No metric on S^2 having curvature bounded above or below by 0


by Relative0
Tags: bound, genus, manifolds, metric, surface
Relative0
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#1
Feb27-13, 01:46 PM
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So I ran in to a question;

Show that there is no metric on S^2 having curvature bounded above by 0 and no metric on surface of genus g which is bounded below by 0.

honestly I have no idea what is going on here. I know that a Genus is the number of holes in some manifold or the number of cuts performed that will not leave the manifold disconnected. Also a metric, such as the distance - although I don't understand how it is applied here. But most of all, I have no idea what the point is and how it is the bounding even happens.


Note: this is not homework but a question in a list to study for an exam - so I am hoping to understand the intuition and how to even generalize this to something else.

Thanks, any help is much appreciated.

Brian
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fzero
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#2
Feb27-13, 02:18 PM
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You don't mention what sort of course this is, but the Gauss-Bonnet theorem is an important ingredient in the most direct proof of these assertions. The remaining part of a proof would seem to be some analysis of the integral of the mean curvature in order to establish the bound.
Relative0
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#3
Feb27-13, 10:21 PM
P: 11
thanks fzero. This is a course in Differential Geometry. I read through the Gauss-Bonnet Theorem from the Wiki (very interesting) and see how curvature comes in - so does "curvature above bounded by 0" mean something like that it has to have negative curvature - or that it is concave?

Thanks again,

Brian

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#4
Feb27-13, 11:25 PM
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No metric on S^2 having curvature bounded above or below by 0


Quote Quote by Relative0 View Post
thanks fzero. This is a course in Differential Geometry. I read through the Gauss-Bonnet Theorem from the Wiki (very interesting) and see how curvature comes in - so does "curvature above bounded by 0" mean something like that it has to have negative curvature - or that it is concave?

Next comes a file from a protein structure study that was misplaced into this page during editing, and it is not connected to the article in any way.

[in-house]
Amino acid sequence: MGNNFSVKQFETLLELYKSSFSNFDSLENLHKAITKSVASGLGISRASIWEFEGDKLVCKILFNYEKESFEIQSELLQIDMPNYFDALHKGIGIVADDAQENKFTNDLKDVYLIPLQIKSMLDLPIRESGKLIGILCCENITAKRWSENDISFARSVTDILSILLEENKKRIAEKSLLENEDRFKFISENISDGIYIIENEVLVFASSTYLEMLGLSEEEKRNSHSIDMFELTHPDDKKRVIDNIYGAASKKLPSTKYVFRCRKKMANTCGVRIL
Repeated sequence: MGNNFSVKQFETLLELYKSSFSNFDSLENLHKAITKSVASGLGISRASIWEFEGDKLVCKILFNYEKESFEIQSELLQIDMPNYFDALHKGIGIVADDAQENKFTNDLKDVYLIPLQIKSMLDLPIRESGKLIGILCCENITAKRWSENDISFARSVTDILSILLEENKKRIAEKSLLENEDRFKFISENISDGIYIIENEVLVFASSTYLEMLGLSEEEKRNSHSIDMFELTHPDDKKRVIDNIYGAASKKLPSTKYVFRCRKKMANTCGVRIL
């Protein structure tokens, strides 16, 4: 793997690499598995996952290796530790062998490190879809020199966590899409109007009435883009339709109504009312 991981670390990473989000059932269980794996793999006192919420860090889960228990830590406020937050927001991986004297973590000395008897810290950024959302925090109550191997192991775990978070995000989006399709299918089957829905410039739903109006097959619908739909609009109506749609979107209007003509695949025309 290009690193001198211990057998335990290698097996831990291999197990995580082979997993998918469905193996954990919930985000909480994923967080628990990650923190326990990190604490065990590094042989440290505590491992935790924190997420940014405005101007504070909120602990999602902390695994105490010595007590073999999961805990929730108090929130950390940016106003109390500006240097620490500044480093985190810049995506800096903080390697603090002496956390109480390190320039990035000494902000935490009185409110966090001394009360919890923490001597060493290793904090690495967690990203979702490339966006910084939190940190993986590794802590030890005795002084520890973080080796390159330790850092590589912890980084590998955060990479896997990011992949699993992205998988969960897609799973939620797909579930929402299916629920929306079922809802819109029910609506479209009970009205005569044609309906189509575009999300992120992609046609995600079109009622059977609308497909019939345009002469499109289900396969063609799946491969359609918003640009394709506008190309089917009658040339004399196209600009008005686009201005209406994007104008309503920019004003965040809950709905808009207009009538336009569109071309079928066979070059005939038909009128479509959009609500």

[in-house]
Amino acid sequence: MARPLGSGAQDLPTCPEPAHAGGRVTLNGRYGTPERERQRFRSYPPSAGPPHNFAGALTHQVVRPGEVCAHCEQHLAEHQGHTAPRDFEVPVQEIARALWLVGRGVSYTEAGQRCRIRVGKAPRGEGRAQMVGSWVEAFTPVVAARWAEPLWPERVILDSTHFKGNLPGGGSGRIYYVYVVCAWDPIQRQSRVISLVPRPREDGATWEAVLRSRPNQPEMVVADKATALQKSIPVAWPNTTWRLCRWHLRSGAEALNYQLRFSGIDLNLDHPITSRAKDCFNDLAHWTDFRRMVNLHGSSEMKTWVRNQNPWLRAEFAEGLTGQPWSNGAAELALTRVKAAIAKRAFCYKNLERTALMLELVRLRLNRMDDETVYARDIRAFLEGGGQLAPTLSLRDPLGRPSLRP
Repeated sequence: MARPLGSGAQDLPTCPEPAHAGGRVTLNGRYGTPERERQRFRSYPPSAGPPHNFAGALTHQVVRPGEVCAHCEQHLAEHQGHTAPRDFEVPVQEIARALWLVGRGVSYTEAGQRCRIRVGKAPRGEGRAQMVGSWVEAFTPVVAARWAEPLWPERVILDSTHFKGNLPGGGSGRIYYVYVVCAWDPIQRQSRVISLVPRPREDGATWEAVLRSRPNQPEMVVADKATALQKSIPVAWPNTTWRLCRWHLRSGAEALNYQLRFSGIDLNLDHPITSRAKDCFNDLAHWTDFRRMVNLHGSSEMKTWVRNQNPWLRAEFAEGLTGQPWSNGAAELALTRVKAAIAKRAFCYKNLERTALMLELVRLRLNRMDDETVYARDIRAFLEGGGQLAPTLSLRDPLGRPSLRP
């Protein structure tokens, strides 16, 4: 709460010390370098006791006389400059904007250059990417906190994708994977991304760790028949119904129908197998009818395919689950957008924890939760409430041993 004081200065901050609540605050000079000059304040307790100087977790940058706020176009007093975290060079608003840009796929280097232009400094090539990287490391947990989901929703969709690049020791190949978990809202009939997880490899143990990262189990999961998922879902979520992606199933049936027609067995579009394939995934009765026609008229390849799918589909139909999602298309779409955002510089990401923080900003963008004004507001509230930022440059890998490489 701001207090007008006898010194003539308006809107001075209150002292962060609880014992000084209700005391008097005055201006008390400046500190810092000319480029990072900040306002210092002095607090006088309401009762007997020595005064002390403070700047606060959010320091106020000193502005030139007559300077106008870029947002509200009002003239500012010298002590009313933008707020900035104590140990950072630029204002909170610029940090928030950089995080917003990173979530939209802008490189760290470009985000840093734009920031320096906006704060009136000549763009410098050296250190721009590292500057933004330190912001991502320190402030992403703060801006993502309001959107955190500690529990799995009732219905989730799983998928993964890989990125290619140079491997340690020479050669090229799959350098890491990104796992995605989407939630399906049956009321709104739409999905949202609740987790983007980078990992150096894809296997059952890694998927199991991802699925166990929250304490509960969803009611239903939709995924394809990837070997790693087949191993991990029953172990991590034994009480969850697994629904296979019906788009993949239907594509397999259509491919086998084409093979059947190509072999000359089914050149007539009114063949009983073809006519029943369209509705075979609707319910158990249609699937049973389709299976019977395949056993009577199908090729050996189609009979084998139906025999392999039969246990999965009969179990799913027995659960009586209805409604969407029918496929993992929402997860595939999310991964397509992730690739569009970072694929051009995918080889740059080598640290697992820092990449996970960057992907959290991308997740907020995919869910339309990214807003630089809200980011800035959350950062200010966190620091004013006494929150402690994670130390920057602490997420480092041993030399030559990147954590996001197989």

Thanks again,

Brian
"Bounded above" means "[itex]\leq [/itex]" (so a semi-definite bound) and similarly for bounded below. In the question at hand, for most cases, there is a stronger, definite, bound.

Now, I strike the 2nd part of my previous reply. It seems clear that the question is referring to the total curvature, rather than the Gaussian or mean curvature at a point (a golf ball is topologically a sphere, but has negative Gaussian curvature at the edges of the dimples). Then the result follows more or less immediately from Gauss-Bonnet.
lavinia
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#5
Feb28-13, 02:30 PM
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The torus has genus 1 and can be given a metric of curvature zero. So it's curvature is bounded below by 0. For genus greater than 1 the curvature can not be everywhere non-negative.

You can contruct a flat torus in R^4 as the image of the map

(x,y) -> (cos(x),sin(x),cos(y),sin(y))
lavinia
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#6
Mar2-13, 08:57 AM
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Another way to see that a sphere can non have everywhere non-positive Gauss curvature is to to look at the unit length vector field that is tangent to great circles intersecting at the north and south poles and points from north to south.

It is easy to see that the sum of the indices of this vector field is 2.

The vector field is a section of the tangent circle bundle above the entire sphere except for the north and south pole. If one integrates the curvature 2 form in the tangent circle bundle over this section one gets the sum of the indices of the vector field. Since the sum of the indices is 2, the Gauss curvature can not be everywhere non-positive.

Similar arguments apply for surfaces of genus greater than 1 but in these cases the sum of the indices is negative.

A second theorem shows that the sum of the indices of a vector field with isolated singularities is the same for all vector fields and then one can construct a particular vector field whose index sum is easily seen to be the Euler characteristic.